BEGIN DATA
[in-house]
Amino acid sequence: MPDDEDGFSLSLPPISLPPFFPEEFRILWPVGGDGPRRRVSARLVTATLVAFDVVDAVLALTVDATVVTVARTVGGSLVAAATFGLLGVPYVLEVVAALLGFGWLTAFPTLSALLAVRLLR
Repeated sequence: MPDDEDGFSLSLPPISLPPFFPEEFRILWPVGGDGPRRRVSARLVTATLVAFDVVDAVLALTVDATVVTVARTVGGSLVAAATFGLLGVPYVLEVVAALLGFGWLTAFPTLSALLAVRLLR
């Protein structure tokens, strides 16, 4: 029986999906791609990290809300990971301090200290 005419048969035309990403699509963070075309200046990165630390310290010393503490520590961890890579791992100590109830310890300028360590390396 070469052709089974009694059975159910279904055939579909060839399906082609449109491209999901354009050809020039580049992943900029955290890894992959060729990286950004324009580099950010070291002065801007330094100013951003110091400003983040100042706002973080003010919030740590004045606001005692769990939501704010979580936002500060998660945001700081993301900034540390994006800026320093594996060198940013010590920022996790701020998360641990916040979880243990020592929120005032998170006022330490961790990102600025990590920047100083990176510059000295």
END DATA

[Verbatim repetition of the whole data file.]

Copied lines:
[in-house]
Amino acid sequence: MPDDEDGFSLSLPPISLPPFFPEEFRILWPVGGDGPRRRVSARLVTATLVAFDVVDAVLALTVDATVVTVARTVGGSLVAAATFGLLGVPYVLEVVAALLGFGWLTAFPTLSALLAVRLLR
Repeated sequence: MPDDEDGFSLSLPPISLPPFFPEEFRILWPVGGDGPRRRVSARLVTATLVAFDVVDAVLALTVDATVVTVARTVGGSLVAAATFGLLGVPYVLEVVAALLGFGWLTAFPTLSALLAVRLLR
């Protein structure tokens, strides 16, 4: 029986999906791609990290809300990971301090200290 005419048969035309990403699509963070075309200046990165630390310290010393503490520590961890890579791992100590109830310890300028360590390396 070469052709089974009694059975159910279904055939579909060839399906082609449109491209999901354009050809020039580049992943900029955290890894992959060729990286950004324009580099950010070291002065801007330094100013951003110091400003983040100042706002973080003010919030740590004045606001005692769990939501704010979580936002500060998660945001700081993301900034540390994006800026320093594996060198940013010590920022996790701020998360641990916040979880243990020592929120005032998170006022330490961790990102600025990590920047100083990176510059000295």